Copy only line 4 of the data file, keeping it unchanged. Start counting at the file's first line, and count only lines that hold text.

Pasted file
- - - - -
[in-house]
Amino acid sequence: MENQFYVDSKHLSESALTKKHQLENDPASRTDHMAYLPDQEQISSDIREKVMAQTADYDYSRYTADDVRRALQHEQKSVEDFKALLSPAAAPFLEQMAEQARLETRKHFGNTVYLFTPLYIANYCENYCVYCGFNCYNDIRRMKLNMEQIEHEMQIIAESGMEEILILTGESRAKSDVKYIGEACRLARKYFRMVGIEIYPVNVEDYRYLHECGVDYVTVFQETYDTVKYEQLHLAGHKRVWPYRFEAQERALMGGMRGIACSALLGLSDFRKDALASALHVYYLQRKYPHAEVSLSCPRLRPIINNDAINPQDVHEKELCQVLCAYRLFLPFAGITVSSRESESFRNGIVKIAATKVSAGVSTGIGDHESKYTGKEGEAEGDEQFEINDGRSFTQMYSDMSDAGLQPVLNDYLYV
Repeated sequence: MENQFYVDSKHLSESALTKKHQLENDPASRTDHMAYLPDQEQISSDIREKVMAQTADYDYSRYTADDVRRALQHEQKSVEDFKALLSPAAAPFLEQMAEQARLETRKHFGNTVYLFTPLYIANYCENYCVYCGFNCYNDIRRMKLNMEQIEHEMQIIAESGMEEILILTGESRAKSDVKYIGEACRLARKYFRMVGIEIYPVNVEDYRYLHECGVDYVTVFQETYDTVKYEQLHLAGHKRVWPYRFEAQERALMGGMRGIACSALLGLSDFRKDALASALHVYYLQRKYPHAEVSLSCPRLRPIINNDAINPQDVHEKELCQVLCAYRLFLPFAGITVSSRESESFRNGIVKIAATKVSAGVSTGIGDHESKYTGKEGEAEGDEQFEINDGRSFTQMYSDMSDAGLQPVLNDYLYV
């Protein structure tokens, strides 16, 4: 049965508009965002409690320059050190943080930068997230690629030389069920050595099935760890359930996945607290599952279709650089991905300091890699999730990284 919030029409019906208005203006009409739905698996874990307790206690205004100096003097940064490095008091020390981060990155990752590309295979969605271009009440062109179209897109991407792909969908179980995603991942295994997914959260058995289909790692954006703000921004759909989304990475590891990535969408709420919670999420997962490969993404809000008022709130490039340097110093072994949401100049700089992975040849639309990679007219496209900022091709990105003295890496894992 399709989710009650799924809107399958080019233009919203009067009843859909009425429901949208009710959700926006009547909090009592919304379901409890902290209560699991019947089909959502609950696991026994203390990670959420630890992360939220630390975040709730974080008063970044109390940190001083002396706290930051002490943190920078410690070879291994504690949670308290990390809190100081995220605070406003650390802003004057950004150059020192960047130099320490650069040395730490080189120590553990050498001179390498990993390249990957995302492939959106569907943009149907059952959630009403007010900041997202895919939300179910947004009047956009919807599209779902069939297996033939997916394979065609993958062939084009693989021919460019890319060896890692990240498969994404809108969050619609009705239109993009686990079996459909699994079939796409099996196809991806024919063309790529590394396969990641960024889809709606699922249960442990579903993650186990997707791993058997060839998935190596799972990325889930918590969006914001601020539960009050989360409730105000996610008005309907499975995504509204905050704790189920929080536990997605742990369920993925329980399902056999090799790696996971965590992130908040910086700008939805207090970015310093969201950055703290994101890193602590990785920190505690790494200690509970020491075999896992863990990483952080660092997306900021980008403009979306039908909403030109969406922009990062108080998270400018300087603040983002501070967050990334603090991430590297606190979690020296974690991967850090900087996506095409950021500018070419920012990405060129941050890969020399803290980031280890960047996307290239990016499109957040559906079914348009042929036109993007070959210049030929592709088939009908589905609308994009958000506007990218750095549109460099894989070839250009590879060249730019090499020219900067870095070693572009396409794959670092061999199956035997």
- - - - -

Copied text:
């Protein structure tokens, strides 16, 4: 049965508009965002409690320059050190943080930068997230690629030389069920050595099935760890359930996945607290599952279709650089991905300091890699999730990284 919030029409019906208005203006009409739905698996874990307790206690205004100096003097940064490095008091020390981060990155990752590309295979969605271009009440062109179209897109991407792909969908179980995603991942295994997914959260058995289909790692954006703000921004759909989304990475590891990535969408709420919670999420997962490969993404809000008022709130490039340097110093072994949401100049700089992975040849639309990679007219496209900022091709990105003295890496894992 399709989710009650799924809107399958080019233009919203009067009843859909009425429901949208009710959700926006009547909090009592919304379901409890902290209560699991019947089909959502609950696991026994203390990670959420630890992360939220630390975040709730974080008063970044109390940190001083002396706290930051002490943190920078410690070879291994504690949670308290990390809190100081995220605070406003650390802003004057950004150059020192960047130099320490650069040395730490080189120590553990050498001179390498990993390249990957995302492939959106569907943009149907059952959630009403007010900041997202895919939300179910947004009047956009919807599209779902069939297996033939997916394979065609993958062939084009693989021919460019890319060896890692990240498969994404809108969050619609009705239109993009686990079996459909699994079939796409099996196809991806024919063309790529590394396969990641960024889809709606699922249960442990579903993650186990997707791993058997060839998935190596799972990325889930918590969006914001601020539960009050989360409730105000996610008005309907499975995504509204905050704790189920929080536990997605742990369920993925329980399902056999090799790696996971965590992130908040910086700008939805207090970015310093969201950055703290994101890193602590990785920190505690790494200690509970020491075999896992863990990483952080660092997306900021980008403009979306039908909403030109969406922009990062108080998270400018300087603040983002501070967050990334603090991430590297606190979690020296974690991967850090900087996506095409950021500018070419920012990405060129941050890969020399803290980031280890960047996307290239990016499109957040559906079914348009042929036109993007070959210049030929592709088939009908589905609308994009958000506007990218750095549109460099894989070839250009590879060249730019090499020219900067870095070693572009396409794959670092061999199956035997």